According to Department officials many school vans have already volunteered since it is the school vacations.
The Department has also made arrangements to get CTB buses. "We prefer to get buses and vans since there is more room in them to transport the officials and the ballot boxes," he said.
Will they look for principles, or will it be the vision of the leader which will swing their vote? Will they think of the future or will they look to the past in casting their first and final vote for the millennium?
A cross section of young people The Sunday Times spoke to came up with mixed but very definite responses. Their quiet independent observations had led them to decide for themselves who needed to be the President leading them into the new millennium.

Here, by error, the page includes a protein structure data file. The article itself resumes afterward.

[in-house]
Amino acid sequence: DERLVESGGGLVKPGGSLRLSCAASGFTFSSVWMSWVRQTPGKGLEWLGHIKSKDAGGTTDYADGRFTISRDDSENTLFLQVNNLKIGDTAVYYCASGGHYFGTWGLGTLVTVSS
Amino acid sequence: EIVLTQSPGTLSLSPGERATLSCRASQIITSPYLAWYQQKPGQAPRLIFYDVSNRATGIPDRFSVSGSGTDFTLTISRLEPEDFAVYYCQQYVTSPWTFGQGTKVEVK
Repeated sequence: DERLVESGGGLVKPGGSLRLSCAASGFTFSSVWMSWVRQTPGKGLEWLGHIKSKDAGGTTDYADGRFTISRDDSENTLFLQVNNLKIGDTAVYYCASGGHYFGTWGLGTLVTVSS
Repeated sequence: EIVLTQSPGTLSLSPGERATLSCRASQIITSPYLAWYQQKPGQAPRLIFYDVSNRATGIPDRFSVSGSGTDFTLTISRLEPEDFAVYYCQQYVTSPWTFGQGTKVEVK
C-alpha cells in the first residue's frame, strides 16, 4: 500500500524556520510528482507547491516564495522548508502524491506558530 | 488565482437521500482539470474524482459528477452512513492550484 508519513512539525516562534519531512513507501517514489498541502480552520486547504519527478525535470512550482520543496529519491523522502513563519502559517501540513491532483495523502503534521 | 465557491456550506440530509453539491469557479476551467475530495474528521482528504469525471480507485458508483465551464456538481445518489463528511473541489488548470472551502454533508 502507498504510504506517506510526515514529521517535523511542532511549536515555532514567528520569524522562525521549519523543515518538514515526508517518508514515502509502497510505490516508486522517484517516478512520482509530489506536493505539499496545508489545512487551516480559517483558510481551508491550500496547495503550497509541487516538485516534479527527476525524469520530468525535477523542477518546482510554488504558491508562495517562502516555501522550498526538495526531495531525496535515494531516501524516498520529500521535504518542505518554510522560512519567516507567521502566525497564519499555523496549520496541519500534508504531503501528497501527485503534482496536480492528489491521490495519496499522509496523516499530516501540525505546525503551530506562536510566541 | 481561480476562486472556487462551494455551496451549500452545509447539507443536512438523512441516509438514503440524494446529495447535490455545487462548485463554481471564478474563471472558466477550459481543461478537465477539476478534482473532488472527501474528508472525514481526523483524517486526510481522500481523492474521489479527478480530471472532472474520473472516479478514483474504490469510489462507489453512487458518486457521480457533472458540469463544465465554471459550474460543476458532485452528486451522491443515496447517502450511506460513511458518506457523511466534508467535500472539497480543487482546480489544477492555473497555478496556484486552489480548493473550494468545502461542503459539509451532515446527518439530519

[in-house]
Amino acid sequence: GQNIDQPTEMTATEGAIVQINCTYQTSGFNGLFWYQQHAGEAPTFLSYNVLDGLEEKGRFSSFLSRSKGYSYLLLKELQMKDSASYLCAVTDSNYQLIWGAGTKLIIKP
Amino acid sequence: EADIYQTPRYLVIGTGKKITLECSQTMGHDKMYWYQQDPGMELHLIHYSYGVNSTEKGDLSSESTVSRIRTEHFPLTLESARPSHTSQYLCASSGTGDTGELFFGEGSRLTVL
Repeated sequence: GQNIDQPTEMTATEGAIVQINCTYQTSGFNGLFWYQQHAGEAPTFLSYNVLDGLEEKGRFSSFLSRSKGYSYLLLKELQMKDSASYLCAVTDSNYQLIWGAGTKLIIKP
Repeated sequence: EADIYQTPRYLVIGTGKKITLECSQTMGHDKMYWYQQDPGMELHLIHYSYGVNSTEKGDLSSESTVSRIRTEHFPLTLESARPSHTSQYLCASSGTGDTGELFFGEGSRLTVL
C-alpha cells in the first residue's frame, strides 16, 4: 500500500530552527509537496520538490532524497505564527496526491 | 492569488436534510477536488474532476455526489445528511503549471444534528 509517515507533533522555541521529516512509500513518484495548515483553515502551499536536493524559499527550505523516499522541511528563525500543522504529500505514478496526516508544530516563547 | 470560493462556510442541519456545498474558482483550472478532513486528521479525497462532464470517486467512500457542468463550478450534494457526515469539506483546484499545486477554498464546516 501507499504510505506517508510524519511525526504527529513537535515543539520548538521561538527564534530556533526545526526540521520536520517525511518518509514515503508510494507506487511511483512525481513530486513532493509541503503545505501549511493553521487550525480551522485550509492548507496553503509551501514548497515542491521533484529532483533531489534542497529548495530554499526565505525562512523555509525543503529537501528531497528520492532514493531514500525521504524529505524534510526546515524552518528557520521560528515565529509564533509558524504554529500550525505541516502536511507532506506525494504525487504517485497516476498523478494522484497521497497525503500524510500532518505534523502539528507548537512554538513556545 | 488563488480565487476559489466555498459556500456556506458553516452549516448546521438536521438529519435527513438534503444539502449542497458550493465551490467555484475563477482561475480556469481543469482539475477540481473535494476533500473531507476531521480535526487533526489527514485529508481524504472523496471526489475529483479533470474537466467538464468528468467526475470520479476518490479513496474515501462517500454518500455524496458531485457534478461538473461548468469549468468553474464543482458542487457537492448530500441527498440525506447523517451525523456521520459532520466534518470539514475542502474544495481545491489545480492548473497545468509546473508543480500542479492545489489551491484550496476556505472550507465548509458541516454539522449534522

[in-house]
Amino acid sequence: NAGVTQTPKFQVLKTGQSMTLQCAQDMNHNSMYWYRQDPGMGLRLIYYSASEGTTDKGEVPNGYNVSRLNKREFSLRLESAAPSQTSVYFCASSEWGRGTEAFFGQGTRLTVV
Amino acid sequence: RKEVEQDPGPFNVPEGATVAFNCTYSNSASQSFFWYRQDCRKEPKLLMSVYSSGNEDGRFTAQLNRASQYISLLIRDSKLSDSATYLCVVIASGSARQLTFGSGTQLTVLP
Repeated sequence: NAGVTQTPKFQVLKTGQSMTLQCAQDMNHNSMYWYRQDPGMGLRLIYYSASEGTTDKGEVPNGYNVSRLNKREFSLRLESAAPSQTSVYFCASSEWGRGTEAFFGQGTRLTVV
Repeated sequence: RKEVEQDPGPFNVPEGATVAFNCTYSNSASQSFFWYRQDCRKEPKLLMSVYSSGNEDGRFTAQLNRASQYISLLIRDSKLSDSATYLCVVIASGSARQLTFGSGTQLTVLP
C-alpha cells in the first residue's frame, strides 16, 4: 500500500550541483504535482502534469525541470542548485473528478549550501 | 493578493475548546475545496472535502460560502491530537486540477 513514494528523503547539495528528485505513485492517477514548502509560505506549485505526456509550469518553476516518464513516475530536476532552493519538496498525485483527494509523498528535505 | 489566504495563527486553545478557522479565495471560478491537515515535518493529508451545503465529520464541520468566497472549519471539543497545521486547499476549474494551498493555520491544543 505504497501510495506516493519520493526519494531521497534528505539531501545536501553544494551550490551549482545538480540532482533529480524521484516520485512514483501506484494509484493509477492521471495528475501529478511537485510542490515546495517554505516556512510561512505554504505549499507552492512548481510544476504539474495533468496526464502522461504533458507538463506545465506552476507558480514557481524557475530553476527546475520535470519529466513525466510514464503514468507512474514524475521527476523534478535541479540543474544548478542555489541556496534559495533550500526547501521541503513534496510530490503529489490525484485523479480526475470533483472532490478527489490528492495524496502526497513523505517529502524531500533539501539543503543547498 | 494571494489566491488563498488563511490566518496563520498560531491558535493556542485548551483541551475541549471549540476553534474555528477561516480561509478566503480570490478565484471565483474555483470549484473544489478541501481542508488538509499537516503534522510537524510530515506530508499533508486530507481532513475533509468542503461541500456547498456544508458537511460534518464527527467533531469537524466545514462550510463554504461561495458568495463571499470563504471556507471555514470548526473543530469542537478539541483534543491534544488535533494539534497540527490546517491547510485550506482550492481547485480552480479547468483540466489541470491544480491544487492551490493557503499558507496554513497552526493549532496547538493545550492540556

With the massive publicity and media coverage allowing them an opportunity of studying the scenario and making up their minds, the freshers were determined not to be taken in by the glitz.
In Sri Lanka where voting according to habit is the best known way of voting, these youngsters, true to their form, will not listen to their elders, and will not vote the way their parents do. Some young people are drawn towards the promises made by the UNP candidate.
"We are just entering the job market, we feel that the economic policies of the UNP hold more promise for us," said Nihal, a university student.
The mature and maternal look which is being projected by the PA candidate has convinced some youngsters who are new to the political scenario to vote for her.
Some of the young people who have over the years lost faith in the two main contenders are looking at the other eleven candidates for options though the candidates themselves know they have little chance of winning.